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20 Feb 2012

CB Series 2012: Match 7 - AusVInd

I couldn't sleep on Saturday. I dreamt of cricket, the stadium and cheering all night. I woke up in the morning, anxious about how the day would play out. It was an important match for us. A win would drive our stake firmly into the ground. A loss would make the last couple of wins disappear. 

The day really started when I got on that bus to the city, filled with people in blue team jerseys and paint on their faces. I could barely wait to reach the shuttle and when I did, I found myself furiously texting my friend asking if she could get there any sooner. We strolled around a bit, checking out tents, taking random pictures and finally joined the lines at the gates to arrive at our seats in time for the first ball.

The numbers were much bigger than I expected. Unlike at the MCG, there were as many, if not more, Aussie fans as there were Indians. From caps, bandannas, jerseys to costumes, there was blue, green and yellow all around me. I felt like a seven year old at an annual fair. I could not contain my excitement as V pointed out the various cartoon characters to me. By the time we got in, Australia had won the toss and decided to bat. We decided to find our seats first, and come back for the beer later. Once we got to our seats, on a top row, bang in the middle of two aisles, we were kicking ourselves for not buying the beer first. 

The weather was perfect for cricket and both teams were fighting for their place on the board. It was going to be a great game!

When Australia and India play, it does not matter who wins the toss. India always choses to chase while the Aussies like to start with their bats. It works well for both teams.  

The first few overs were great for the Indians. We managed to restrict the runs. Wade was scoring a run here and a run there, struggling to get any big ones. When Warner got to bat, he flung the ball around a bit. The Indians seemed unfazed but we needed his wicket sooner than later. I sat there, willing someone to get Warner. Soon enough Zaheer Khan claimed Warner, with a catch from Sachin Tendulkar. It was perfect. Ricky Ponting came in next and couldn't do much for his team. After a few lame attempts to score runs, he was sent back to the pavilion. 

Next to arrive was Forrest. He is a big guy. There was no doubt he was going to get a boundary or two before long. Wade was still failing to do much. A little while later, Wade was put out of his misery and Mike Hussey walked in. The Hussey-Forrest partnership did well for the Aussies. After they had been on the field together for about an hour, the scoreboard was not looking great for India. We badly needed a wicket. It didn't matter which one but the partnership had to be broken.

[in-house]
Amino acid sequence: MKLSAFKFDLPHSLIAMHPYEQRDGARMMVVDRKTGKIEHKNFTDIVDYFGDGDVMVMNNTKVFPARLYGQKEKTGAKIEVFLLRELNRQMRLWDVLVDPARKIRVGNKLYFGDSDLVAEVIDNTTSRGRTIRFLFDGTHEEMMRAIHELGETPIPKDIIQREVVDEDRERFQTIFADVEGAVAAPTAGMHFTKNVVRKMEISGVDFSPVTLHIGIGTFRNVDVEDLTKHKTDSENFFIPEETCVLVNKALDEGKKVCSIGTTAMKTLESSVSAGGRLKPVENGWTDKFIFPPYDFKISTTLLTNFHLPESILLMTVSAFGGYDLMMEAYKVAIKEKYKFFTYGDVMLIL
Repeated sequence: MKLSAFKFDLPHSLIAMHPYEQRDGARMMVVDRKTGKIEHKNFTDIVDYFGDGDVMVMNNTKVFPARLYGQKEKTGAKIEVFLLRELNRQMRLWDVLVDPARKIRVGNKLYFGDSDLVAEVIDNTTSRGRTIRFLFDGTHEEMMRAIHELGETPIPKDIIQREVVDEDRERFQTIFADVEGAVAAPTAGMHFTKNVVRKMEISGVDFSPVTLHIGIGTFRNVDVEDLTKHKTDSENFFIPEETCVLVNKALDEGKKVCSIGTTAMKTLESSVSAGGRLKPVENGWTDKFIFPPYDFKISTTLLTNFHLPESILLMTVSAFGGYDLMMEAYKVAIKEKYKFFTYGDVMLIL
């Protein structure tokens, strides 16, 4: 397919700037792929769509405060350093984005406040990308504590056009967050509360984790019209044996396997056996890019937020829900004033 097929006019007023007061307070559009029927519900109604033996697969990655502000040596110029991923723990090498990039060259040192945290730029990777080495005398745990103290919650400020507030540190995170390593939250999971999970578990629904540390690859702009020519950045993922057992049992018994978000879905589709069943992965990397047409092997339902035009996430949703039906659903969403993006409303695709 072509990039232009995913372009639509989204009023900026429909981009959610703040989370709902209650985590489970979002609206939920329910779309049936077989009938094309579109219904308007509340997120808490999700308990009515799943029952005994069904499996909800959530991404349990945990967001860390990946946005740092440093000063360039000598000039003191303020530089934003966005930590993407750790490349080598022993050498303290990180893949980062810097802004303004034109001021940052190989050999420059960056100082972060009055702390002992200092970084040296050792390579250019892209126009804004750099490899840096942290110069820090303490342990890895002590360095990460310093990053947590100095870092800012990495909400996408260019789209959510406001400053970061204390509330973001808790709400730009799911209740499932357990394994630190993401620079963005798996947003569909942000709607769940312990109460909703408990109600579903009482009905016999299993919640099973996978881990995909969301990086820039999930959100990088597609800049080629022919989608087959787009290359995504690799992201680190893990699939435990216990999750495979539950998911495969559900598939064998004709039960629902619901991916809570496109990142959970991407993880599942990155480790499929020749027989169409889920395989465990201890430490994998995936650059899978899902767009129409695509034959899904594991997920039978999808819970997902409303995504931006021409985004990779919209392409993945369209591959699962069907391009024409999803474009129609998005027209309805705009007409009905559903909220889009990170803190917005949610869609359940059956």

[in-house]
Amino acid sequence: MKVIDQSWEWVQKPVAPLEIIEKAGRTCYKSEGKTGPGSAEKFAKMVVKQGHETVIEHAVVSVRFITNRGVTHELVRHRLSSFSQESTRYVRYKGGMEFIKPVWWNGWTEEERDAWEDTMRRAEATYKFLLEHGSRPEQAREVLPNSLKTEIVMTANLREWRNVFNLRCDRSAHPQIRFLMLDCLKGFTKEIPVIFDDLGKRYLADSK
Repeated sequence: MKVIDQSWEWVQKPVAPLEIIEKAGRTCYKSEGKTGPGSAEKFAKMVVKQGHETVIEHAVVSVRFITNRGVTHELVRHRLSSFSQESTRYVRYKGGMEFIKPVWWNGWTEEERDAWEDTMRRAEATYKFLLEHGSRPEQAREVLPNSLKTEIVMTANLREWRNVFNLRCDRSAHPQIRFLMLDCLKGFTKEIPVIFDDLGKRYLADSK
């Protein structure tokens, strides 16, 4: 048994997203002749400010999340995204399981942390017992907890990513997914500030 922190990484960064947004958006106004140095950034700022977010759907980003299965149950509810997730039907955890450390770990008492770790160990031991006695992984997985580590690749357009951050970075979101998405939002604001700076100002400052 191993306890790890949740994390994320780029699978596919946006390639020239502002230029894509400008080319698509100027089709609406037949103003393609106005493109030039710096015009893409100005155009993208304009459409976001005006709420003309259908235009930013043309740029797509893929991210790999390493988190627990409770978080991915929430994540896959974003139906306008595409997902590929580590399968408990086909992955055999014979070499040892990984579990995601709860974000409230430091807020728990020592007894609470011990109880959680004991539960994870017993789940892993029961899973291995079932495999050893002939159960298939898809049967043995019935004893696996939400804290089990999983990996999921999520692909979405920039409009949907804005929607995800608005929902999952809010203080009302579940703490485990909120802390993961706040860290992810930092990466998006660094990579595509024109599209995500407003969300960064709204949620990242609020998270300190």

Suddenly, there was a loud appeal and Mike Hussey was out. Or was he? The umpires weren't sure either, so the third umpire was called upon. A couple of replays didn't really tell us what the result would be. So, we waited. A big red OUT appeared on the screen and Mike Hussey started to walk towards the pavilion. The Indian audience at the stadium screamed with joy. The cheering went on non-stop till we saw one of the ground umpires running towards Hussey. We saw Hussey walk back. Something wasn't right. Then, the big screen said NOT OUT in bright green. The Aussie crowd went crazy. Not surprisingly, they yelled louder than the Indians just had. Nobody knew what was going on. We saw Dhoni speaking with the umpires. Somebody joked that the third umpire must have hit the wrong button. Whatever had happened, Dhoni's men had to concede that it was not out.

The match resumed. A couple of balls later, it was announced at the stadium that the third umpire had indeed hit the wrong button. How hilarious! Someone on Facebook quoted Ravi Shastry as saying that the man had one job to do all day, which was to hit the button and he gets the wrong one! 

The Indians were unfettered. Pathan came in and within the next few minutes took both wickets - Hussey and Forrest. He was the hero in the Indian army at that moment. The rest of the match played out pretty well. The Indians tried their best to restrict the Aussies and the latters trying their best to up the score. At the 45th over, the scoreboard looked like either team could take this match away. Then, the last two overs happened. Those few minutes tilted the game entirely in the direction of the Aussies. Dan Christian and David Hussey sent the balls flying, into fours and sixes. The target score for the defending team was beyond reach by the time they were finished. The difficult score was 250 but at 280, the Aussies looked damn good right then.

The second half of the session didn't offer much entertainment. The top order batsmen in the Indian team didn't wait to settle in. Trying to score some big ones right from the word go, they fell like a pack of cards, leaving Dhoni to score the entire 200 runs by himself. He did his best to keep his cool and bridge the gap. It was only a matter of time before he knew that he had to unleash his energy and start going for the big ones. One of those shots turned unlucky for him and he was gone. When that happened, the Aussies had pretty much won the match. The lower order batsmen took a few fours and ran between the wickets as best as they could. There was only so much they could do. The gap got wider and wider till it cracked. India lost the match without even a total of 200. 

There is no doubt the better team had won. It was another disgraceful defeat for India. Another battle lost without putting up a fight. Now, with Dhoni banned from the next ODI, what will happen to the India's place on the Points Table? Will we make it to the finals?

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